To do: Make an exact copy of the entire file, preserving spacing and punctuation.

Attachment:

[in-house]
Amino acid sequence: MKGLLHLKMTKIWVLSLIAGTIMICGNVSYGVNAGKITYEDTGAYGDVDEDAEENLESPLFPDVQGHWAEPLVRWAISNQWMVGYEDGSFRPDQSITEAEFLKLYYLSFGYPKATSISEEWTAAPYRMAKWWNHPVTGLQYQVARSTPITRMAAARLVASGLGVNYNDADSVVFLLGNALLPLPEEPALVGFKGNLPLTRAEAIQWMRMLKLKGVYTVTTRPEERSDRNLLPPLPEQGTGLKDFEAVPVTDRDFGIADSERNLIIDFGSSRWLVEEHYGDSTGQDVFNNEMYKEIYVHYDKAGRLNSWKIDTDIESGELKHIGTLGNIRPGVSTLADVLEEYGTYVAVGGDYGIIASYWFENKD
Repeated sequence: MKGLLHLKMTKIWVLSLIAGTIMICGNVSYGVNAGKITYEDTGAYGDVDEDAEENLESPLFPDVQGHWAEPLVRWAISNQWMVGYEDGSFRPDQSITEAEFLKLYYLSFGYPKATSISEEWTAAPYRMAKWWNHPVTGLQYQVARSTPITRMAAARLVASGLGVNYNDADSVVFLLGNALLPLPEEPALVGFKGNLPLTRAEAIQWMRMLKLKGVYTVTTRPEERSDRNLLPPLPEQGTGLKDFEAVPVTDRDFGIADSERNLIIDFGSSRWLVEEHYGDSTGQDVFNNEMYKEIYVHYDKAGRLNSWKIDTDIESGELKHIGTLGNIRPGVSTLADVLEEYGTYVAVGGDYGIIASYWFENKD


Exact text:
[in-house]
Amino acid sequence: MKGLLHLKMTKIWVLSLIAGTIMICGNVSYGVNAGKITYEDTGAYGDVDEDAEENLESPLFPDVQGHWAEPLVRWAISNQWMVGYEDGSFRPDQSITEAEFLKLYYLSFGYPKATSISEEWTAAPYRMAKWWNHPVTGLQYQVARSTPITRMAAARLVASGLGVNYNDADSVVFLLGNALLPLPEEPALVGFKGNLPLTRAEAIQWMRMLKLKGVYTVTTRPEERSDRNLLPPLPEQGTGLKDFEAVPVTDRDFGIADSERNLIIDFGSSRWLVEEHYGDSTGQDVFNNEMYKEIYVHYDKAGRLNSWKIDTDIESGELKHIGTLGNIRPGVSTLADVLEEYGTYVAVGGDYGIIASYWFENKD
Repeated sequence: MKGLLHLKMTKIWVLSLIAGTIMICGNVSYGVNAGKITYEDTGAYGDVDEDAEENLESPLFPDVQGHWAEPLVRWAISNQWMVGYEDGSFRPDQSITEAEFLKLYYLSFGYPKATSISEEWTAAPYRMAKWWNHPVTGLQYQVARSTPITRMAAARLVASGLGVNYNDADSVVFLLGNALLPLPEEPALVGFKGNLPLTRAEAIQWMRMLKLKGVYTVTTRPEERSDRNLLPPLPEQGTGLKDFEAVPVTDRDFGIADSERNLIIDFGSSRWLVEEHYGDSTGQDVFNNEMYKEIYVHYDKAGRLNSWKIDTDIESGELKHIGTLGNIRPGVSTLADVLEEYGTYVAVGGDYGIIASYWFENKD